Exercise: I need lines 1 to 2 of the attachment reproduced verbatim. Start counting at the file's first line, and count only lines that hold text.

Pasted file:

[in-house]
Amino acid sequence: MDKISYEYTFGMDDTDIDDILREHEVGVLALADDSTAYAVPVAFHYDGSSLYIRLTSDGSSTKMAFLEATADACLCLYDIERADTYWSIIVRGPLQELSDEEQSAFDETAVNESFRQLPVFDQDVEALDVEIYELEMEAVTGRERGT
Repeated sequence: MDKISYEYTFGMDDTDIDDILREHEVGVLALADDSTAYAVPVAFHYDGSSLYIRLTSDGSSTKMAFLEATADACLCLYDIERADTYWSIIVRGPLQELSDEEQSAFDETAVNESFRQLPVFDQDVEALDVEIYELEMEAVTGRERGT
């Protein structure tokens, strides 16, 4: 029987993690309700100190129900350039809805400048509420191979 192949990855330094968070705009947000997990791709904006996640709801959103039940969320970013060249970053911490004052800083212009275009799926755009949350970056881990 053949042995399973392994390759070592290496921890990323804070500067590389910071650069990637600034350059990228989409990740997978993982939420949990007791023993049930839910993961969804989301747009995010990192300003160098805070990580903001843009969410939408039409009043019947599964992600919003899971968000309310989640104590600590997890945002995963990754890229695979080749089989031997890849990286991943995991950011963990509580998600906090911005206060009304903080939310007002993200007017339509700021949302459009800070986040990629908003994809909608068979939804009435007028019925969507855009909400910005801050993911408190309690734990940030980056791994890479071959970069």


[in-house]
Amino acid sequence: MDKISYEYTFGMDDTDIDDILREHEVGVLALADDSTAYAVPVAFHYDGSSLYIRLTSDGSSTKMAFLEATADACLCLYDIERADTYWSIIVRGPLQELSDEEQSAFDETAVNESFRQLPVFDQDVEALDVEIYELEMEAVTGRERGT